We are pleased to announce the Deuteration for Neutron Scattering (DEUNET) workshop, organised jointly by the STFC Deuteration facility and the DEUNET European Deuteration Network, which will be held at the Oxford Spires Hotel, Oxford, UK from 15-17th of May 2017.
A mystery surrounding three stone-like objects found within the pelvic region of a 12,000-year-old human skeleton has been solved thanks to the analytical capability of the UK’s neutron beam research facility.
Scientists from the Universities of Bath and Cambridge have developed a new, green synthetic route for cerium oxide (ceria) – an important component in catalytic converters and solid oxide fuel cells – using neutron diffraction to determine the mechanism of reaction.
Minimising payload is vital in aviation and space applications, and one option is to replace conventional inorganic electronics with organic-based devices. Organic semiconductors, in particular, are carbon-based materials that combine the excellent mechanical characteristics of organic materials, being robust, flexible and lightweight, with the optoelectronic properties of semiconducting systems. However, any electronics used in space or high in the atmosphere are subject to bombardment by cosmic rays, which can generate neutrons that cause damage through neutron-nucleus collisions.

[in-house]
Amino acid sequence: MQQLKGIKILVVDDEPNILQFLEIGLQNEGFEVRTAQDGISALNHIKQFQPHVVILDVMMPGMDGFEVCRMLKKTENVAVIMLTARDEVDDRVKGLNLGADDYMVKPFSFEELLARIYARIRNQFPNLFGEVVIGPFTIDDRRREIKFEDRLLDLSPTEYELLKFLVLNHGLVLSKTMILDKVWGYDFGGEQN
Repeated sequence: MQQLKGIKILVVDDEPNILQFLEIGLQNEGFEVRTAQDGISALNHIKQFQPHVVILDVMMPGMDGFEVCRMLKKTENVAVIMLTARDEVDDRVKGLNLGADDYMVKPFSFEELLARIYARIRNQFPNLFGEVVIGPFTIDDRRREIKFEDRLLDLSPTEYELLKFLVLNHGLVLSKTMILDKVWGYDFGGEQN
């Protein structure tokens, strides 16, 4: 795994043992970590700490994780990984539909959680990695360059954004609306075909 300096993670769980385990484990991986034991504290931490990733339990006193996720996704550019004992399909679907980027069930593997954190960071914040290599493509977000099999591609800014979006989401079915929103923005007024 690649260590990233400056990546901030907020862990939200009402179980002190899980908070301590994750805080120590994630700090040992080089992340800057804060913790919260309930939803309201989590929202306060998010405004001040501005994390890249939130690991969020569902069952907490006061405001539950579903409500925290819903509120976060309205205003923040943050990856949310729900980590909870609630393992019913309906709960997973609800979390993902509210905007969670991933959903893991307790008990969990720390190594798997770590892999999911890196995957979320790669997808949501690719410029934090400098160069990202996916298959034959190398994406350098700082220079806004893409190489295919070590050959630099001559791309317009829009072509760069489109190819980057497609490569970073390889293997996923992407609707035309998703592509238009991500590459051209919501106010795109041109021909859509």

Scientists have identified a potential new target for the development of anticancer drugs against metastatic breast cancer. In a novel series of experiments, whole human cells were analysed with neutrons for the first time and the results revealed that the water within cells responded to the widely used chemotherapy drug, cisplatin. This study highlights the potential of intracellular water as an additional target for the development of new anticancer drugs, which could lead to higher efficiency, fewer cases of acquired resistance and less deleterious secondary drug effects in the treatment of breast cancer.